across the country. Eighty percent of tourists who arrive in Peru come in search of this cultural legacy; no less than 11% of the economically active population of the country work in tourism. The (cordial) clash between colonial past and global present is accentuated in the Southeast of Peru, where Cusco is located. The city, which has been called “the Rome of the Americas”, is, according to historians, the oldest urban settlement on the whole continent, having served as the capital of the Inca Empire from the 13th century onwards. It is officially the historic capital of Peru and the biggest tourist destination in the country, receiving more than a million visitors a year. Its architectural heritage, in which pre-Columbian constructions are mixed with colonial-era buildings, is expressive. The city’s cathedral, with its Renaissance-style façade, dates from 1664. The convent and church of La Merced have been there since 1675 (the original construction was destroyed by an earthquake in 1650). The Plaza de Armas, nerve-center of the current city, is surrounded by a concentration of various buildings that have preserved their Spanish-influenced façades and roofs. It is possible to reach the square by Calle Hatun Rumiyuq, the main pedestrian thoroughfare in Cusco, also flanked with buildings with three centuries of history. As the culminating point of the region, the walls of Coricancha, or what is left of the largest Inca sanctuary, stand out. The walls were used by the European colonizers to construct the Convent of Santo Domingo. An ever-present past: in the photo above, Cusco’s historical Plaza de Armas. Below, the mythical ruins of Machu Picchu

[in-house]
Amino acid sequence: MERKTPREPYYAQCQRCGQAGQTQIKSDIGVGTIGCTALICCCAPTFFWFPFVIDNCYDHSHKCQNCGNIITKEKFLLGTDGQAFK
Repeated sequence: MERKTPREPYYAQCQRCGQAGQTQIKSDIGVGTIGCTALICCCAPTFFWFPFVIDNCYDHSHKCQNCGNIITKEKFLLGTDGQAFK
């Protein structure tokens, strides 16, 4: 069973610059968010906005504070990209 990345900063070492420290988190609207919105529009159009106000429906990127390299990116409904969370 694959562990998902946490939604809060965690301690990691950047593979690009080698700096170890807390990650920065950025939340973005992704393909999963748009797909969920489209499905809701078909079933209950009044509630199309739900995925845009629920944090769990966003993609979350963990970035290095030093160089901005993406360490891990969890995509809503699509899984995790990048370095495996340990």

Pre-Columbian splendour

around the world

There is evidence that the region where the city of Cusco now stands was already inhabited in the year 3000 B.C. Yet the importance of the city grew when the seat of government of the Incas was installed there, turning Cusco into the most important religious and administrative center in Latin America. A large part of the population belonged to the Inca aristocracy. Francisco Pizarro named it “Cuzco, great and noble city.�

petrobras magazine 33


Lima by night: a growing economy is driving the urbanization of the capital, the 27th most populated city in the world

In the province of Urubamba, on the outskirts of Cusco, is located the archetypal post-card picture of the country, the ‘Old Mountain’ – literal translation of the Quechua term Machu Picchu. Constructed from the 15th century on the eastern section of the Andes mountain range, the stone fortress, one of the greatest feats of ingenuity and architectural resources of the Incas, is today considered one of the Seven Modern Wonders of the World. Spread over a total area of around 326 km², the ruins of Machu Picchu carry an aura of mystery, of time stood still. It is as if we can capture a little of the original America, untouched by the Spanish conquistadores. The ‘urban’ area of the fortress has 172 buildings and includes the Temple of the Sun (where it is believed that the body of Emperor Pachacuti was once interred), the royal Inca residence and the so-called ‘sacred zone’, which includes the Main Temple, the largest religious space in the city. The idolatry that the ancient inhabitants devoted to the sun is present in the structure known as Intihuatana, a primitive type of 34 petrobras magazine